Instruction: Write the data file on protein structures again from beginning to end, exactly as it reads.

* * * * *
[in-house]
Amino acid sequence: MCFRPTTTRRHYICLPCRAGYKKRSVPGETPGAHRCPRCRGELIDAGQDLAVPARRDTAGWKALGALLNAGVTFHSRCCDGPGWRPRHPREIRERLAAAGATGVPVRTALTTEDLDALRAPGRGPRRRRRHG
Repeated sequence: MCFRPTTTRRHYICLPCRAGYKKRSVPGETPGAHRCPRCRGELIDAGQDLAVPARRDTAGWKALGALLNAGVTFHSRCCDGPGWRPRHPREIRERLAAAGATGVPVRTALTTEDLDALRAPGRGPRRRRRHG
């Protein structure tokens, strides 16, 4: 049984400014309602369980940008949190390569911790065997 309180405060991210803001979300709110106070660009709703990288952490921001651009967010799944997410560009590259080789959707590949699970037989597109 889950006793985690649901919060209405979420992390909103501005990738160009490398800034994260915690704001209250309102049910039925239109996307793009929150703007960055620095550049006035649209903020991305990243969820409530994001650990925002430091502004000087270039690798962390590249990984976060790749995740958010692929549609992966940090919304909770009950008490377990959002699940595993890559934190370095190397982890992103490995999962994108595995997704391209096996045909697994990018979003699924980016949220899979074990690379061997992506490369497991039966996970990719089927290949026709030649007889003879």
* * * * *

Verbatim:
[in-house]
Amino acid sequence: MCFRPTTTRRHYICLPCRAGYKKRSVPGETPGAHRCPRCRGELIDAGQDLAVPARRDTAGWKALGALLNAGVTFHSRCCDGPGWRPRHPREIRERLAAAGATGVPVRTALTTEDLDALRAPGRGPRRRRRHG
Repeated sequence: MCFRPTTTRRHYICLPCRAGYKKRSVPGETPGAHRCPRCRGELIDAGQDLAVPARRDTAGWKALGALLNAGVTFHSRCCDGPGWRPRHPREIRERLAAAGATGVPVRTALTTEDLDALRAPGRGPRRRRRHG
């Protein structure tokens, strides 16, 4: 049984400014309602369980940008949190390569911790065997 309180405060991210803001979300709110106070660009709703990288952490921001651009967010799944997410560009590259080789959707590949699970037989597109 889950006793985690649901919060209405979420992390909103501005990738160009490398800034994260915690704001209250309102049910039925239109996307793009929150703007960055620095550049006035649209903020991305990243969820409530994001650990925002430091502004000087270039690798962390590249990984976060790749995740958010692929549609992966940090919304909770009950008490377990959002699940595993890559934190370095190397982890992103490995999962994108595995997704391209096996045909697994990018979003699924980016949220899979074990690379061997992506490369497991039966996970990719089927290949026709030649007889003879």